|The flags of the 5 Nordic States: Iceland, Norwy, Finland, Denmark and Sweden|
In a previous post I talked about how Denmark was consistently ranked as one of if not the happiest countries in the world, and elaborated on hygge, perhaps the defining concept of Danish culture, and its influence on their outlook.
It turns out that Denmark isn’t the only happy country in that part of the world. Of the five Nordic countries: Denmark, Finland, Iceland, Norway, and Sweden, all five have occupied a top 10 spot on each of the UN’s happiness reports, typically with at least three of the five being in the top 5 internationally.
It is no coincidence, and it isn’t just hygge that makes the Nordic countries happy, though each of them does seem to possess their own idea, similar if not identical to the Danish hygge. It turns out that they share a multitude of similarities and that the overall sense of wellbeing amongst citizens of these nations comes from their high levels of satisfaction across multiple measures.
Among the statistics that were considered by researchers trying to understand what made these 5 neighboring nations so happy was social mobility. Social mobility indicates the opportunity of citizens to receive quality education, and quality high paying jobs. These five countries were ranked 1-5 on this category, meaning that more-so than anywhere else, the social status of one’s parents had less to do with how a citizen of this country would fare later in life. In other countries, such as the United States, the single greatest indicator of how much wealth a person will acquire in their life time, is how much wealth their parents had. In the Nordic countries, this means very little due to the social mobility, indicating that even the poorest members of society would have as much chance to succeed as those wealthier. Of course, wealth doesn’t mean happiness, but knowing that one has every opportunity to succeed surely improves outlook.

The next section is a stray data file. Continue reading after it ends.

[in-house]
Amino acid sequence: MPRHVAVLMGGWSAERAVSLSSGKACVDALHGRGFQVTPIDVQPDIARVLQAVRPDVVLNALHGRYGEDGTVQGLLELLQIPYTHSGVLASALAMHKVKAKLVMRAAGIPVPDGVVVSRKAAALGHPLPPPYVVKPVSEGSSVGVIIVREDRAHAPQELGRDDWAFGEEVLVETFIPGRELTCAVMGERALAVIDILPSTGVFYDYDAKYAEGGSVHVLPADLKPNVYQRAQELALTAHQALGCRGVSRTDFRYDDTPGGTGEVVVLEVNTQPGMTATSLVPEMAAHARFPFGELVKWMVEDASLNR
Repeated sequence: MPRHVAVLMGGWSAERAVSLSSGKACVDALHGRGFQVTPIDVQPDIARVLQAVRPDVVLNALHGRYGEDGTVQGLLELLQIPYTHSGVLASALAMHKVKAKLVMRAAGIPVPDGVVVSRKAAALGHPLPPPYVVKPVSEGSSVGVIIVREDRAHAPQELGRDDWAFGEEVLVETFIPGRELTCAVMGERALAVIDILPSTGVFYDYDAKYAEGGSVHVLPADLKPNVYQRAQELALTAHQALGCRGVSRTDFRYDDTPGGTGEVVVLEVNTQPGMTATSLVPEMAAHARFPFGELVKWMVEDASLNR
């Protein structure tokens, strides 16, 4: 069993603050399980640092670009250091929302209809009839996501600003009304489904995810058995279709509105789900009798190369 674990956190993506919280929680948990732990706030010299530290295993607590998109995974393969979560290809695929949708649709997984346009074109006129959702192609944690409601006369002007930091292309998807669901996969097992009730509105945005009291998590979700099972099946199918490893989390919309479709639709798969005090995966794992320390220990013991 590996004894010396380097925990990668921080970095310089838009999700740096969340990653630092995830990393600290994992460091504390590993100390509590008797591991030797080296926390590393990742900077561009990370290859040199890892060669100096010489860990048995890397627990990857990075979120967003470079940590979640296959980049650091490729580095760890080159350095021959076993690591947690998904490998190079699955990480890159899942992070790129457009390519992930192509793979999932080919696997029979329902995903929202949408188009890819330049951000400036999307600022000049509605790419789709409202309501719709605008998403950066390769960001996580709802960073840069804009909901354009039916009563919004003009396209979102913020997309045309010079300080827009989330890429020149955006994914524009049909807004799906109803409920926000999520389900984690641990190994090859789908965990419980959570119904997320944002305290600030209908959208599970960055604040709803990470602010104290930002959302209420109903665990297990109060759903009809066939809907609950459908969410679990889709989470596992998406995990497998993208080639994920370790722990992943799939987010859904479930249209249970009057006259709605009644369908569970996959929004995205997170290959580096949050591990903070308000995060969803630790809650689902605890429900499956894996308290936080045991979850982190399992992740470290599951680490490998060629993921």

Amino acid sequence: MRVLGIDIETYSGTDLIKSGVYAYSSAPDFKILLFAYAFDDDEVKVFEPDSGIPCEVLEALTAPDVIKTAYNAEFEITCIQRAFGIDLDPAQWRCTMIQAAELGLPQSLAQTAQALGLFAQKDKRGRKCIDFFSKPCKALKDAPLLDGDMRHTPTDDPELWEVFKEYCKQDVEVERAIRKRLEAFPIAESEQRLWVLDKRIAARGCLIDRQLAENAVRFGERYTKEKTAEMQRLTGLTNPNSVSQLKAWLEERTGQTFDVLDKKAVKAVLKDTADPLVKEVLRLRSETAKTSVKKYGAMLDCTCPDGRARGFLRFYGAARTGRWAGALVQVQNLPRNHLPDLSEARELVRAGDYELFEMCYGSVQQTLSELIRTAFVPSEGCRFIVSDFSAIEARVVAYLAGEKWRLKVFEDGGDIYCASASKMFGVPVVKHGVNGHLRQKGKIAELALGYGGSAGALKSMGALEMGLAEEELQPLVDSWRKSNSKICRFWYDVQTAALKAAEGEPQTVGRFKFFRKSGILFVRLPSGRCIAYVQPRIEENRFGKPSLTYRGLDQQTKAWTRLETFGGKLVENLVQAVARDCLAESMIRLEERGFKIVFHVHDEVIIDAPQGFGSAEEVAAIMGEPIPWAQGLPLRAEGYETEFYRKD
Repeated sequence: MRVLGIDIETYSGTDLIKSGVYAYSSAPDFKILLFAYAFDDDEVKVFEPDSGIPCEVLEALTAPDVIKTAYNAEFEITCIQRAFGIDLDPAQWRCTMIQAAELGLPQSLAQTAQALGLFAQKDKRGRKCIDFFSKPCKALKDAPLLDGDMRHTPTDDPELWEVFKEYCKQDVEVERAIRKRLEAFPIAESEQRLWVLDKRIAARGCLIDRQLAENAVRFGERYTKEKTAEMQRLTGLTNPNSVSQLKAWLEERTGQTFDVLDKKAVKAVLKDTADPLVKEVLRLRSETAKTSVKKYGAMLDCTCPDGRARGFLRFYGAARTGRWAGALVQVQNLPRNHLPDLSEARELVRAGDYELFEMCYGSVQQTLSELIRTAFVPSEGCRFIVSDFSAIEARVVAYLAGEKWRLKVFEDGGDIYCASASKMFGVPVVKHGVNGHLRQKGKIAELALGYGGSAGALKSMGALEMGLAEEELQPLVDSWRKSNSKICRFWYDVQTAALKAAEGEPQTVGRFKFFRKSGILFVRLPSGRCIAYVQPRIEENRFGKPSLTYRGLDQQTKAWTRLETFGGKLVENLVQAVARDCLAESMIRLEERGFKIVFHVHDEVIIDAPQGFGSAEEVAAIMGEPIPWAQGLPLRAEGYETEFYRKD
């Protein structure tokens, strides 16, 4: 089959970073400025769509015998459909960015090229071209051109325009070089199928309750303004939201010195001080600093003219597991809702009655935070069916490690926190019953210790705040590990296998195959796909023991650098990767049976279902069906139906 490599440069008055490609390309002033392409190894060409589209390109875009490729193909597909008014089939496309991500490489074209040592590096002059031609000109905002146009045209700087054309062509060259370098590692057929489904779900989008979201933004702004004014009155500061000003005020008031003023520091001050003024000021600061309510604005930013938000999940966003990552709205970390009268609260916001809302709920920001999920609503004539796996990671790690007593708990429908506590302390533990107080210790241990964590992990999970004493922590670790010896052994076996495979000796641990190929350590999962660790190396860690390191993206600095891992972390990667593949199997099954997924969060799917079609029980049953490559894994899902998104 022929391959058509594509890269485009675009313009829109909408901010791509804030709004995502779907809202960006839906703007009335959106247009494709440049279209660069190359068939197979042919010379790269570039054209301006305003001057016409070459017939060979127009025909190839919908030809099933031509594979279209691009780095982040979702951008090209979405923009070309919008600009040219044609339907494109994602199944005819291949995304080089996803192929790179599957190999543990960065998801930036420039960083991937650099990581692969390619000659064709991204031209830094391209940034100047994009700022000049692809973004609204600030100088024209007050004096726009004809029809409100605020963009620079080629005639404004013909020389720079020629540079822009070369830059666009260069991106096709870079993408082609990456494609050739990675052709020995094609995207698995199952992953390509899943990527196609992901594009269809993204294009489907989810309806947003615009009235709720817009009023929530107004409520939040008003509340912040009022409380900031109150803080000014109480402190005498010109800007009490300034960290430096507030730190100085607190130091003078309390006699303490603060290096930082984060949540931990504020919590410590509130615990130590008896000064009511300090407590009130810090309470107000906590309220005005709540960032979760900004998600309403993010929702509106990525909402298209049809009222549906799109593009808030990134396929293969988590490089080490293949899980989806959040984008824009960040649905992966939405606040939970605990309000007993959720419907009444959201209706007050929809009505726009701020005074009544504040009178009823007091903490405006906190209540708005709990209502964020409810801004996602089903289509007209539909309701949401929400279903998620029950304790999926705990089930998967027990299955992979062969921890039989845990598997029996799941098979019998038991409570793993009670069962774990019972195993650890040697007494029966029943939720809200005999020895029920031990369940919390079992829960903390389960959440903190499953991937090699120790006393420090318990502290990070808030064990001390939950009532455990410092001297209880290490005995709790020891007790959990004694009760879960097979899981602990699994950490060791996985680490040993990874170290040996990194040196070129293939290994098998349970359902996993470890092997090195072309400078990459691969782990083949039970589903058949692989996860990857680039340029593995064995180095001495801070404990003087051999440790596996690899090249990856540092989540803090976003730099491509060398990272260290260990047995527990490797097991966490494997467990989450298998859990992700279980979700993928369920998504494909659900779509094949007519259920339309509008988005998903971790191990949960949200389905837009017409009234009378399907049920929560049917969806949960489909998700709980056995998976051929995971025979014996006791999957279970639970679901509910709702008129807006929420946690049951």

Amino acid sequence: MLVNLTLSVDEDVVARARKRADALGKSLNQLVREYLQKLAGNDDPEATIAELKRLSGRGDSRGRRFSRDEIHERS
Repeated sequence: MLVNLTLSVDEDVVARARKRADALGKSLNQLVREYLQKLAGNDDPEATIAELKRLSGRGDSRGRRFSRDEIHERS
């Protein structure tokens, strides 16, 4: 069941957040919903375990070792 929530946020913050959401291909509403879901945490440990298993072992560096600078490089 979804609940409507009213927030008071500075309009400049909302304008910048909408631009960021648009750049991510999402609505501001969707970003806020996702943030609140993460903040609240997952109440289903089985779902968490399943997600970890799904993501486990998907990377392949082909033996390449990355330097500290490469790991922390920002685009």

Another statistic of note is that all of the group, with the exception of Iceland, are in the top 10 internationally in terms of welfare spending. The taxes in most of these countries are extremely high, however these taxes are spent on the improvement of society. I think that the way that these high taxes are viewed in these nations is telling. To pick on my home country, the united states, again, it can be political suicide to suggest a tax raise. In the Nordic states however, the high tax rate does not concern the citizens who believe that their tax dollars are an investment in their society. Speaking of his home nation of Denmark, Meik Wiking, CEO and Founder of the Happiness Research Institute said: “The key to understanding the high levels of well-being in Denmark is the welfare model’s ability to reduce risk, uncertainty, and anxiety among its citizens and to prevent extreme unhappiness.” This could likely be extrapolated to cover the entirety of the Nordic states.